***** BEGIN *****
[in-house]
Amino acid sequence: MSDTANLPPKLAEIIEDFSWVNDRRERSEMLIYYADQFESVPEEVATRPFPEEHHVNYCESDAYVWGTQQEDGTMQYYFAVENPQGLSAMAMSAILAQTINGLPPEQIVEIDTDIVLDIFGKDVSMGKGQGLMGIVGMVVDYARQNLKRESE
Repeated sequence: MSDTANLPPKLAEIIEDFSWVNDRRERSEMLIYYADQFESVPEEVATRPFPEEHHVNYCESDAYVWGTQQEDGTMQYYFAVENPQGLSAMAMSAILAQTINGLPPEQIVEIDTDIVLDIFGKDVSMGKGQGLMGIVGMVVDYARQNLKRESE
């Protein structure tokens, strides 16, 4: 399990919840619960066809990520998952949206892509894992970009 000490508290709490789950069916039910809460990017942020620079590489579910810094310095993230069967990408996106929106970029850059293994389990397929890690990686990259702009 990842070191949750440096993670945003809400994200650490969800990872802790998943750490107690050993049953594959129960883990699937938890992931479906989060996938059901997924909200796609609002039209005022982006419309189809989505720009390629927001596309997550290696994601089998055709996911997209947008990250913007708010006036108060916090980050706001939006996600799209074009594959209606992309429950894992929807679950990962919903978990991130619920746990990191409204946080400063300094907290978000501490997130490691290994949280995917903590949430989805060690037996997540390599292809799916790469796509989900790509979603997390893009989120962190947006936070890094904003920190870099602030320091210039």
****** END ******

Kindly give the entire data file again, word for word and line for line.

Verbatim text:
[in-house]
Amino acid sequence: MSDTANLPPKLAEIIEDFSWVNDRRERSEMLIYYADQFESVPEEVATRPFPEEHHVNYCESDAYVWGTQQEDGTMQYYFAVENPQGLSAMAMSAILAQTINGLPPEQIVEIDTDIVLDIFGKDVSMGKGQGLMGIVGMVVDYARQNLKRESE
Repeated sequence: MSDTANLPPKLAEIIEDFSWVNDRRERSEMLIYYADQFESVPEEVATRPFPEEHHVNYCESDAYVWGTQQEDGTMQYYFAVENPQGLSAMAMSAILAQTINGLPPEQIVEIDTDIVLDIFGKDVSMGKGQGLMGIVGMVVDYARQNLKRESE
């Protein structure tokens, strides 16, 4: 399990919840619960066809990520998952949206892509894992970009 000490508290709490789950069916039910809460990017942020620079590489579910810094310095993230069967990408996106929106970029850059293994389990397929890690990686990259702009 990842070191949750440096993670945003809400994200650490969800990872802790998943750490107690050993049953594959129960883990699937938890992931479906989060996938059901997924909200796609609002039209005022982006419309189809989505720009390629927001596309997550290696994601089998055709996911997209947008990250913007708010006036108060916090980050706001939006996600799209074009594959209606992309429950894992929807679950990962919903978990991130619920746990990191409204946080400063300094907290978000501490997130490691290994949280995917903590949430989805060690037996997540390599292809799916790469796509989900790509979603997390893009989120962190947006936070890094904003920190870099602030320091210039």